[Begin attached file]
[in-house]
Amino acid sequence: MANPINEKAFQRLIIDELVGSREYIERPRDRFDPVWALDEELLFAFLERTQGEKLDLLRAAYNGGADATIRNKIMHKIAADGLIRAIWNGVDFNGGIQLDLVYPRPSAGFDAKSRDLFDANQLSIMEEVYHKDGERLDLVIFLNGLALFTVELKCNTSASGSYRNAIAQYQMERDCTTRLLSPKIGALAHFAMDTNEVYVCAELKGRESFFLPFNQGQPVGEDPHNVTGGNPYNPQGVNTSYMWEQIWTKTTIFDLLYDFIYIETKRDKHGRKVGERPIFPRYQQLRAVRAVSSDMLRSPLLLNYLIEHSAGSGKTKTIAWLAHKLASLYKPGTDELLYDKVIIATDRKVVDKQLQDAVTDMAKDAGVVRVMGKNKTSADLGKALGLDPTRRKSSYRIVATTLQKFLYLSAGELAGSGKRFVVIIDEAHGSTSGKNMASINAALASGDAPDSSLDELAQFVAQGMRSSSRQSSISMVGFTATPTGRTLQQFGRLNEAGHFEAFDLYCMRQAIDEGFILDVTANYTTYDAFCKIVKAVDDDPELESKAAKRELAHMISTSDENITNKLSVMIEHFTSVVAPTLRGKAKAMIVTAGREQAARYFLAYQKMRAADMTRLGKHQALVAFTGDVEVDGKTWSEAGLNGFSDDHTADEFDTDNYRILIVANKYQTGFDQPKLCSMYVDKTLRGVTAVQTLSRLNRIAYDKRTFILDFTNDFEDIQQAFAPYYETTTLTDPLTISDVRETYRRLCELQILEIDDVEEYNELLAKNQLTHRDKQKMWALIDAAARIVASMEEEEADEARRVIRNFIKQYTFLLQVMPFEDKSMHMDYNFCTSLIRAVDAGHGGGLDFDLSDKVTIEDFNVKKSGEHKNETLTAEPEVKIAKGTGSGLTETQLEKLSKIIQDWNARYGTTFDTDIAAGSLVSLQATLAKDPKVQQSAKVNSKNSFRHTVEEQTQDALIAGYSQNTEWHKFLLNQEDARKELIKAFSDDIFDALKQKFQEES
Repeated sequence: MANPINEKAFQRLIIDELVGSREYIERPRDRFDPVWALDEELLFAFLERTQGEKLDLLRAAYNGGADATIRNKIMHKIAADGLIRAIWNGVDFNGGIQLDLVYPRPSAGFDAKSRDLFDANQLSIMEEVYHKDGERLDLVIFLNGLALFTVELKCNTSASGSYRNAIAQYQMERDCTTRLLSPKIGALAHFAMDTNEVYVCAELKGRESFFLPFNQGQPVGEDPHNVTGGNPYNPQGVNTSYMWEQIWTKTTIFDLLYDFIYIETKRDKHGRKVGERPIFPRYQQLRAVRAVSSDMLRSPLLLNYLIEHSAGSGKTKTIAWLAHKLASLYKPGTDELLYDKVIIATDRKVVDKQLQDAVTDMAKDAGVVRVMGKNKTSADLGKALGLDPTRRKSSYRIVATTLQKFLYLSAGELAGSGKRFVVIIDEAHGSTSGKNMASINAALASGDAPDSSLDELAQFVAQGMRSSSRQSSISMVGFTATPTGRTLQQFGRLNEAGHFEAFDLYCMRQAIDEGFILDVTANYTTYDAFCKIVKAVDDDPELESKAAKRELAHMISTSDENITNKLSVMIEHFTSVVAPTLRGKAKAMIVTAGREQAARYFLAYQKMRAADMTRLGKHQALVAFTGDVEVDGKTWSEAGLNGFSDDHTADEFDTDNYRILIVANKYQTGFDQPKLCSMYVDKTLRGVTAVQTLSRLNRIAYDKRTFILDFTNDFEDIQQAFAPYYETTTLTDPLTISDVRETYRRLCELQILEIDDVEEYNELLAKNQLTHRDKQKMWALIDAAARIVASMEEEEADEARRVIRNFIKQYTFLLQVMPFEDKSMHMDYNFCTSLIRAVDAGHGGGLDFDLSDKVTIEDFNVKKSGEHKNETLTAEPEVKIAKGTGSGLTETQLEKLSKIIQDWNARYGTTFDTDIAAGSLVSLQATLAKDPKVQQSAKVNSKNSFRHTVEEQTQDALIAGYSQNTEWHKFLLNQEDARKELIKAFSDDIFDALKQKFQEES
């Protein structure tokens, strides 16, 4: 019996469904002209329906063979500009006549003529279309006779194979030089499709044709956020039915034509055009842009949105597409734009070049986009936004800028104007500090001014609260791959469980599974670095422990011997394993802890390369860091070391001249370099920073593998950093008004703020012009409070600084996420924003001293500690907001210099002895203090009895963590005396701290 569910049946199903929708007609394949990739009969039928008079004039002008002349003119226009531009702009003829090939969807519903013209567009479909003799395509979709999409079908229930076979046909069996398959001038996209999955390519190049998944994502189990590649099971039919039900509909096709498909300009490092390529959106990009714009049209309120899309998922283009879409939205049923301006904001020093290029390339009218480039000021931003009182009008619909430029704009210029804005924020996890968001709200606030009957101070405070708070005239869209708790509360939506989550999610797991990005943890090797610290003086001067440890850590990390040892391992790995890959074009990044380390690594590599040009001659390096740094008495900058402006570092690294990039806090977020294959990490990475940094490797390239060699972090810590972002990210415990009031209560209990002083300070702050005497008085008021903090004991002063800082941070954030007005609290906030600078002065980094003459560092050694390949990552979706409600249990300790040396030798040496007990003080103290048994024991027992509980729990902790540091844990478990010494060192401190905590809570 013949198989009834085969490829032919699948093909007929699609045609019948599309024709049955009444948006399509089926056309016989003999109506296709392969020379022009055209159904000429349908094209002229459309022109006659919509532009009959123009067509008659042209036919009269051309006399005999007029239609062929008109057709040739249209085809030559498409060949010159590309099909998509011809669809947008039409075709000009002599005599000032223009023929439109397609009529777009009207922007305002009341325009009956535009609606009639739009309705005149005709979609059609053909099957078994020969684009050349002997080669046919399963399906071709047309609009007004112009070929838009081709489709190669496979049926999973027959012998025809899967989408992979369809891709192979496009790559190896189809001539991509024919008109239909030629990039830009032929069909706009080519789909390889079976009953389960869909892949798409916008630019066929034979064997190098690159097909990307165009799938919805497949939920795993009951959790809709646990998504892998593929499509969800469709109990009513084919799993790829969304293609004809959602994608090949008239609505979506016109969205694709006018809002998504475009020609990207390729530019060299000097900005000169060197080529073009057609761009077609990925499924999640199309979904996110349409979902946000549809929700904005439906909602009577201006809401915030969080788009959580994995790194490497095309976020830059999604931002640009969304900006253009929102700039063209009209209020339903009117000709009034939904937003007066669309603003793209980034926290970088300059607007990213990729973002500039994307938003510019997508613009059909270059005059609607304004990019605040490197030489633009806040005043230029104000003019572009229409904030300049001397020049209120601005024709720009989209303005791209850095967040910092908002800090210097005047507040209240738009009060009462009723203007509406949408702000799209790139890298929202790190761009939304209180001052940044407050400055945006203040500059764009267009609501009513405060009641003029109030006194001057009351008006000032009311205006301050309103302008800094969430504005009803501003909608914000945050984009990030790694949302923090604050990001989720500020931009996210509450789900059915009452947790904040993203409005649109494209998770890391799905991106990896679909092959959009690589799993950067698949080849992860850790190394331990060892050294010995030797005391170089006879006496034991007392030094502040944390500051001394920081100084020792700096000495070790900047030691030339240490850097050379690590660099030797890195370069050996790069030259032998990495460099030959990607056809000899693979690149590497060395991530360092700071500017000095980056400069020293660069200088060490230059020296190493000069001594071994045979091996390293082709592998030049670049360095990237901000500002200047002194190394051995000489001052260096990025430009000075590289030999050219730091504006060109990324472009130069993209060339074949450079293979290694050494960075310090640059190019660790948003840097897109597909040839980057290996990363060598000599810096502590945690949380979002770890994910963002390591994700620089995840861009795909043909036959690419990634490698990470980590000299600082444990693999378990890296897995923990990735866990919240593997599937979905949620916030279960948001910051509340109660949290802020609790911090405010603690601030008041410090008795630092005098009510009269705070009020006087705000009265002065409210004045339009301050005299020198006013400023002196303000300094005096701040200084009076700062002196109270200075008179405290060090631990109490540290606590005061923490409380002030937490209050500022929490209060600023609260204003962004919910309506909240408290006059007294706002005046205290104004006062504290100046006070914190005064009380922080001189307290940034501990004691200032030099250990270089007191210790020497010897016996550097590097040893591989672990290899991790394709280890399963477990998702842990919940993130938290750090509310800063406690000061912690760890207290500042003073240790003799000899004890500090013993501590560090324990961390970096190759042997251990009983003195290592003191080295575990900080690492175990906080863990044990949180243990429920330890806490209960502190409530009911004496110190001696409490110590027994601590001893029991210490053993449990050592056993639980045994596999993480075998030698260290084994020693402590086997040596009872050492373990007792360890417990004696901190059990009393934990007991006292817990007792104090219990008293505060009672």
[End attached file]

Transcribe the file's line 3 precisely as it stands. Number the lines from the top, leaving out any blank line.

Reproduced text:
Repeated sequence: MANPINEKAFQRLIIDELVGSREYIERPRDRFDPVWALDEELLFAFLERTQGEKLDLLRAAYNGGADATIRNKIMHKIAADGLIRAIWNGVDFNGGIQLDLVYPRPSAGFDAKSRDLFDANQLSIMEEVYHKDGERLDLVIFLNGLALFTVELKCNTSASGSYRNAIAQYQMERDCTTRLLSPKIGALAHFAMDTNEVYVCAELKGRESFFLPFNQGQPVGEDPHNVTGGNPYNPQGVNTSYMWEQIWTKTTIFDLLYDFIYIETKRDKHGRKVGERPIFPRYQQLRAVRAVSSDMLRSPLLLNYLIEHSAGSGKTKTIAWLAHKLASLYKPGTDELLYDKVIIATDRKVVDKQLQDAVTDMAKDAGVVRVMGKNKTSADLGKALGLDPTRRKSSYRIVATTLQKFLYLSAGELAGSGKRFVVIIDEAHGSTSGKNMASINAALASGDAPDSSLDELAQFVAQGMRSSSRQSSISMVGFTATPTGRTLQQFGRLNEAGHFEAFDLYCMRQAIDEGFILDVTANYTTYDAFCKIVKAVDDDPELESKAAKRELAHMISTSDENITNKLSVMIEHFTSVVAPTLRGKAKAMIVTAGREQAARYFLAYQKMRAADMTRLGKHQALVAFTGDVEVDGKTWSEAGLNGFSDDHTADEFDTDNYRILIVANKYQTGFDQPKLCSMYVDKTLRGVTAVQTLSRLNRIAYDKRTFILDFTNDFEDIQQAFAPYYETTTLTDPLTISDVRETYRRLCELQILEIDDVEEYNELLAKNQLTHRDKQKMWALIDAAARIVASMEEEEADEARRVIRNFIKQYTFLLQVMPFEDKSMHMDYNFCTSLIRAVDAGHGGGLDFDLSDKVTIEDFNVKKSGEHKNETLTAEPEVKIAKGTGSGLTETQLEKLSKIIQDWNARYGTTFDTDIAAGSLVSLQATLAKDPKVQQSAKVNSKNSFRHTVEEQTQDALIAGYSQNTEWHKFLLNQEDARKELIKAFSDDIFDALKQKFQEES